Brief Summary of the Situation in Lebanon after the Explosion that Shook Beirut
In the midst of a deep economic and social crisis, the Arab country saw its capital destroyed by a massive explosion that claimed the lives of more than 100…
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Last Tuesday, August 4, the whole world watched in awe as a shock wave, the product of an explosion in the port of Beirut, swept houses and buildings, killing hundreds of people and injuring thousands more.
Initially reported as a detonation inside a fireworks warehouse, the explosion was seen in images as an orange mushroom that devoured several blocks of buildings, in the middle of what looked like an earthquake.
It was not until later in the afternoon that the Health Ministry reported more than 70 people dead and at least 3,000 injured in what it described as "the worst carnage the city has seen in more than a decade."
According to reports from journalists on the ground, the wounded were moving through the rubble to hospitals surrounded by the control of the coronavirus pandemic. At the same time, thousands of demonstrators gathered in Martyrs' Square, not far from the site of the explosion, filled with anger at what they immediately described as yet another gesture of the Lebanese government's negligence.
Since mid-2006, Lebanon has experienced a deep political crisis typical of governments in the region, where ideological and partisan fragmentation that left the country without a president at one point in 2007.
In a country where the Islamic – and often described as terrorist – group Hezbollah dominates much of the political dynamic, violence has been the order of the day.
In 2008 alone, more than 100 people were killed in clashes between the Islamic group and the opposition, and West Beirut has become no man's land.
According to the BBC, the origin of Hezbollah's presence in Lebanon dates back to the Israeli occupation of the territory in the early 1980s, where Iran helped form resistance groups.
After Israel withdrew in 2000, the group refused to disarm and strengthened its military wing, reaching parliament and gaining veto power in the cabinet.
Since then, it has been accused of being responsible for multiple acts of violence, including the assassination of Rafic Hariri, a business tycoon and former Prime Minister of Lebanon from 1992 to 1998, and again from 2000 to 2004, who was killed when a van exploded alongside his entourage in February 2005.
Although the signing of the Doha Agreement on May 21, 2008, ended the conflicts, the situation felt like a time bomb – almost literally.
In addition, Lebanon's geographical position has made it the recipient of more than one million Syrian and Palestinian refugees displaced from the surrounding conflicts, whose situation has been an aggravating factor in the internal political pacts.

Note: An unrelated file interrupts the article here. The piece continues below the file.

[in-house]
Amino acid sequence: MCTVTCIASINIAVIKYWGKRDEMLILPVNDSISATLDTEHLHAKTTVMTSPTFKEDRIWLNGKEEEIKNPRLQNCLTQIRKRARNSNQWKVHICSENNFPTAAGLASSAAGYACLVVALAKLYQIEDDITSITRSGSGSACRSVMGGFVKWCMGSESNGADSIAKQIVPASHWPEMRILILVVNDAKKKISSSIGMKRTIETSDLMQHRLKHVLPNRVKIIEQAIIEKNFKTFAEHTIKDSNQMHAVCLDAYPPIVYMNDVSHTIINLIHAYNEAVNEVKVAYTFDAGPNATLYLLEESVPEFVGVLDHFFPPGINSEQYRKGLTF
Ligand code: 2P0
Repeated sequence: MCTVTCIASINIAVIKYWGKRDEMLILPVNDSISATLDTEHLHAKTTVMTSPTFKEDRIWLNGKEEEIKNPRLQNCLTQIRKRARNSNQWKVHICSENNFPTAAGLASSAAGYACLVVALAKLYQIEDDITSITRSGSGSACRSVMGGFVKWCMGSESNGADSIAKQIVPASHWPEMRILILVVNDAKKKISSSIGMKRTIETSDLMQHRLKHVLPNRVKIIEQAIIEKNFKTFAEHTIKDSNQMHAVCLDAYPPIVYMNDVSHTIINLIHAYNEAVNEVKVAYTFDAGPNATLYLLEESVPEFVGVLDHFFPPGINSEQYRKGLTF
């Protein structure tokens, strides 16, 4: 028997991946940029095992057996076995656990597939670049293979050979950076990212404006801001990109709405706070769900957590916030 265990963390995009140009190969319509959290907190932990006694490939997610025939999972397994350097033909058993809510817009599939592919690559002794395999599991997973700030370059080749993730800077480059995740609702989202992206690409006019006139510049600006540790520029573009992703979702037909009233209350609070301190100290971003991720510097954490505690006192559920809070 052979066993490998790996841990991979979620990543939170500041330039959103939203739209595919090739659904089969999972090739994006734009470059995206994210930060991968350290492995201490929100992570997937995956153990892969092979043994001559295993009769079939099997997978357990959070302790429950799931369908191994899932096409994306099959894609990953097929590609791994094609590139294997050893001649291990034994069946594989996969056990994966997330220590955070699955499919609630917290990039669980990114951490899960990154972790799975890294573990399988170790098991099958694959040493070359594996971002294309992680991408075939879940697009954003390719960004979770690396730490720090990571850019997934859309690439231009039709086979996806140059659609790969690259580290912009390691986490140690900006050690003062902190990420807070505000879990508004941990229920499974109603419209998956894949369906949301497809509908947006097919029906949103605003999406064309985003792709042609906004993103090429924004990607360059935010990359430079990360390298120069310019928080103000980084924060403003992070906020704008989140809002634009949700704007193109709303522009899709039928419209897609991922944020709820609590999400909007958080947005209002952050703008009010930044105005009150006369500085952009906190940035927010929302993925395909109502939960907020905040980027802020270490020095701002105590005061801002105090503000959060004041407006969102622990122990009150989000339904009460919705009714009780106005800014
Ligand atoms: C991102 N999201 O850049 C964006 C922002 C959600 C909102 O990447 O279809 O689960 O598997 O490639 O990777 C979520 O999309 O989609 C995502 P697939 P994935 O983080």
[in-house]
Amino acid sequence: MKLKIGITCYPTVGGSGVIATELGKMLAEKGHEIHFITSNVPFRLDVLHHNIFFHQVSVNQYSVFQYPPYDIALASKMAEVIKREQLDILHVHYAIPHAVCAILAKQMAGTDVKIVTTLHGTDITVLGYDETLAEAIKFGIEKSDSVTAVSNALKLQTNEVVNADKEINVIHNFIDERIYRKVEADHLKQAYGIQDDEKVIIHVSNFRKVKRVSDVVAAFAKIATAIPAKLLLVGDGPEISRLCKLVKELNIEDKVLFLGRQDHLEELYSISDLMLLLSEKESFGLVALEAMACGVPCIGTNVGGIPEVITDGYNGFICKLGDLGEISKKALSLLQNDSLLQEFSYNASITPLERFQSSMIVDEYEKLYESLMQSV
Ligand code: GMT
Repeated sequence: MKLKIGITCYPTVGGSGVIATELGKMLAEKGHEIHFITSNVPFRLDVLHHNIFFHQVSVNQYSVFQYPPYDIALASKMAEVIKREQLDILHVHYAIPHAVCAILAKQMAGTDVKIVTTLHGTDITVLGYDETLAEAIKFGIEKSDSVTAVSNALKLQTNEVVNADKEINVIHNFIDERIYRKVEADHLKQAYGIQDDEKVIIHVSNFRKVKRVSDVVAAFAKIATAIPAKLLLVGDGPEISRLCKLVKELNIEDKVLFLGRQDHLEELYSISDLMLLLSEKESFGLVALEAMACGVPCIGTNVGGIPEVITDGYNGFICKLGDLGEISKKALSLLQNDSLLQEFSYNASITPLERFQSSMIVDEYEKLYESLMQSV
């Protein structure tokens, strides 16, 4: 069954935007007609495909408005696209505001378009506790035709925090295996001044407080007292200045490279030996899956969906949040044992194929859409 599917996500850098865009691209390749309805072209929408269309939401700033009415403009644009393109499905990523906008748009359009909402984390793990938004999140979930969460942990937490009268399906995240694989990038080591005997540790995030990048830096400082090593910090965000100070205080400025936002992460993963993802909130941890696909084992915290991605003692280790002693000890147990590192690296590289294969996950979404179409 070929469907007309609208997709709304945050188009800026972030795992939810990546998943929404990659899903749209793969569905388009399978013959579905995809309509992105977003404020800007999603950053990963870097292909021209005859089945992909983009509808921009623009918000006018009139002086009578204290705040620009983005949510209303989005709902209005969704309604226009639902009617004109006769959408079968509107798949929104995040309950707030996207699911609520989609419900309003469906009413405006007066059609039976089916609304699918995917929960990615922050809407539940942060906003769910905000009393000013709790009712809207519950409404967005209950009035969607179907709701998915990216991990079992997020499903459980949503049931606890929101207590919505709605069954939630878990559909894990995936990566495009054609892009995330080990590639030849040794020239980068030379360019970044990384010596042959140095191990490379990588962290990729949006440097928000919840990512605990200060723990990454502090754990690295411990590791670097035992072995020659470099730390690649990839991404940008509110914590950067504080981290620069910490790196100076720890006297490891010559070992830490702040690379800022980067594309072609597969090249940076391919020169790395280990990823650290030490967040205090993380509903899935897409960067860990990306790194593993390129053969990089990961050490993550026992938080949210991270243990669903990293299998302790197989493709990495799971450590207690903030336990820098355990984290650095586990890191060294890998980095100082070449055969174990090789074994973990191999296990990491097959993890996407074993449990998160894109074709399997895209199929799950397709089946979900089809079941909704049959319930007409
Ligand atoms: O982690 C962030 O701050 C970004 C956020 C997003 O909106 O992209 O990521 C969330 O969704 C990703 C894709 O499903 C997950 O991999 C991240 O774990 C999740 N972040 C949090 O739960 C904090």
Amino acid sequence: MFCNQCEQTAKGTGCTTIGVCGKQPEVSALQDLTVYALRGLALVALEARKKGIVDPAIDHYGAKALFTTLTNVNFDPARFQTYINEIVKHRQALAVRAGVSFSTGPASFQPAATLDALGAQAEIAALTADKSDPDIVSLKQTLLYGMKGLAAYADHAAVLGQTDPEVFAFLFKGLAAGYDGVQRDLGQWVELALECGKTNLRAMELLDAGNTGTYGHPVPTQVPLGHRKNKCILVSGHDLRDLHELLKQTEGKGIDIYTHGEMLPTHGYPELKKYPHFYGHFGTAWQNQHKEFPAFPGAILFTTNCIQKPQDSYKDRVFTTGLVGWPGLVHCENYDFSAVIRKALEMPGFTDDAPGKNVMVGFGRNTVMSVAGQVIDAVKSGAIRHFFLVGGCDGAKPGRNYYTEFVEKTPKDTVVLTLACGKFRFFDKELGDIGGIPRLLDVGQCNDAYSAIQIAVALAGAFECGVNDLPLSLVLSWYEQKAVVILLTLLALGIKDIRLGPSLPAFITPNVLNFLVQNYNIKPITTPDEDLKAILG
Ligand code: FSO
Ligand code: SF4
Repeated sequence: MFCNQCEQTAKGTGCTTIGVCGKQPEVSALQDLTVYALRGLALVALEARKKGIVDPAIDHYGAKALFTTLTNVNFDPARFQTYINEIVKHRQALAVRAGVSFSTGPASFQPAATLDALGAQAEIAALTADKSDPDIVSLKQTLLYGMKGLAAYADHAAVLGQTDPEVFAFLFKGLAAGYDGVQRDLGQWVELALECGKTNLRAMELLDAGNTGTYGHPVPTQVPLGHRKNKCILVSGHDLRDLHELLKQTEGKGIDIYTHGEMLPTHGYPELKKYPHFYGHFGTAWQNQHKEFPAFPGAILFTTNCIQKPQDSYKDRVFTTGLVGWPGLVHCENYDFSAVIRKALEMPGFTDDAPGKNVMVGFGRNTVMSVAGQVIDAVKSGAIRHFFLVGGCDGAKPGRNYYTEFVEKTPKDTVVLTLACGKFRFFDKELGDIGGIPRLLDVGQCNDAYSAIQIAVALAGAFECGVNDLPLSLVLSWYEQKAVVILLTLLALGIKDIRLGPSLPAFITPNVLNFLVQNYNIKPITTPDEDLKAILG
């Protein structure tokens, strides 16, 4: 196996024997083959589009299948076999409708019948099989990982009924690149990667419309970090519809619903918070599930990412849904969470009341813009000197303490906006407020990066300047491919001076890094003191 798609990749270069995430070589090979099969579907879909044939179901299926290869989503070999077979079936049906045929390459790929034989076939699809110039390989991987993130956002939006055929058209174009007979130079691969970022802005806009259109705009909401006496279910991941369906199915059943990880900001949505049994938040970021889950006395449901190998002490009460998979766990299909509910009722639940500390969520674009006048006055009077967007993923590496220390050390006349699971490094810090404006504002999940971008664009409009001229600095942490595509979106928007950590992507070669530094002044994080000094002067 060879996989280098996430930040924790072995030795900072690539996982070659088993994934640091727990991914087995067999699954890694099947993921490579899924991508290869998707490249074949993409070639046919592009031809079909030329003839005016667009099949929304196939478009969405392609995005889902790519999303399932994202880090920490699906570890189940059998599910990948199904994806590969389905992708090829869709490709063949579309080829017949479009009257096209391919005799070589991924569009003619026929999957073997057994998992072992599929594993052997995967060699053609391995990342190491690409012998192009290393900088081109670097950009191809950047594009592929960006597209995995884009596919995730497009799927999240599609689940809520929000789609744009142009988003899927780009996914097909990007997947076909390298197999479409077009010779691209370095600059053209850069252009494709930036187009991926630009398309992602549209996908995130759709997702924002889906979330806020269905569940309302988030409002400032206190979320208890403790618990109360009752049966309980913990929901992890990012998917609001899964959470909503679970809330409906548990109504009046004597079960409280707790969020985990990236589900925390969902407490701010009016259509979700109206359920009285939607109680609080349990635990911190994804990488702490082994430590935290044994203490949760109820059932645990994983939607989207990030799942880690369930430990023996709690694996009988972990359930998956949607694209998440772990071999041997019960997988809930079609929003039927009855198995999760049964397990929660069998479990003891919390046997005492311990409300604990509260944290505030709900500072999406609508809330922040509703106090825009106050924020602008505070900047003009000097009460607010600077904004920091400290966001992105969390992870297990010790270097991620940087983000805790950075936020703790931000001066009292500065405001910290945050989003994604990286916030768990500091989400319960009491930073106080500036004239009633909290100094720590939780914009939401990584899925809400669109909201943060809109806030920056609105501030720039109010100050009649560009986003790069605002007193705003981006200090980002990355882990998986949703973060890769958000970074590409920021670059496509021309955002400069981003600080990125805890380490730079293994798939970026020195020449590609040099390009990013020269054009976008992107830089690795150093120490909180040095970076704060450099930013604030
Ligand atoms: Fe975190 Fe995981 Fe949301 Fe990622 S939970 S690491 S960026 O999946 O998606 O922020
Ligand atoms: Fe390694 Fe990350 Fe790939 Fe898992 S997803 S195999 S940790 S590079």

The distribution of political power in Lebanon is little known internationally. As reported by The Economist in October 2019, the country's sectarian political system established after the 1989 Taif agreement, and which gives political authority to parties depending on their religious affiliation, has allowed for abuse and exploitation of positions of power.
Among 18 Islamic religious sects, 12 Christian, one Druze and one Jewish, power has always been concentrated in the former, without allowing for the fair representation of its citizens.
In October 2019, Lebanese civilians took to the streets, initially, to reject the government's decision to raise taxes on gasoline, tobacco, and calls through applications such as WhatsApp, which quickly became a rallying cry against the old system of government.
Between critical unemployment, endemic corruption, and the lack of separation of state powers, the country grew tired of living for decades without essential services or representation at the table.
Although Prime Minister Saad Hariri resigned from office, and although former Education Minister Hassan Diab has been charged with forming a new cabinet, protests have not abated.
Especially since Diab was appointed with the support of Hezbollah, a gesture considered by all as "more of the same."
Although many details of the August 4 explosion in Beirut's port are unknown, government officials reported that it was due to the concentration of 2,750 tons of ammonium nitrate, a component frequently used in the manufacture of fertilizers and bombs, according to the New York Times.
But the violent past of the government's religious wing makes many believe it has more to do with a way to control social unrest.
Although Hezbollah claimed it had nothing to do with the issue, citizens' anger at seeing their capital city destroyed has caused street protests to escalate, leading Diab to resign from office on Monday, August 10.
In a national address, Diab announced that his government was withdrawing after the explosion that he called a "disaster beyond measure," according to CNN.
Diab rebuked Lebanon's ruling political elite for fostering "an apparatus of corruption bigger than the state."
"We have fought valiantly and with dignity," he said, referring to members of his cabinet. "Between us and change is a big powerful barrier."
Diab compared Tuesday's explosion to an "earthquake that rocked the country," prompting his government to resign. "We have decided to stand with the people," he said.
Three cabinet ministers had already quit, along with seven members of parliament.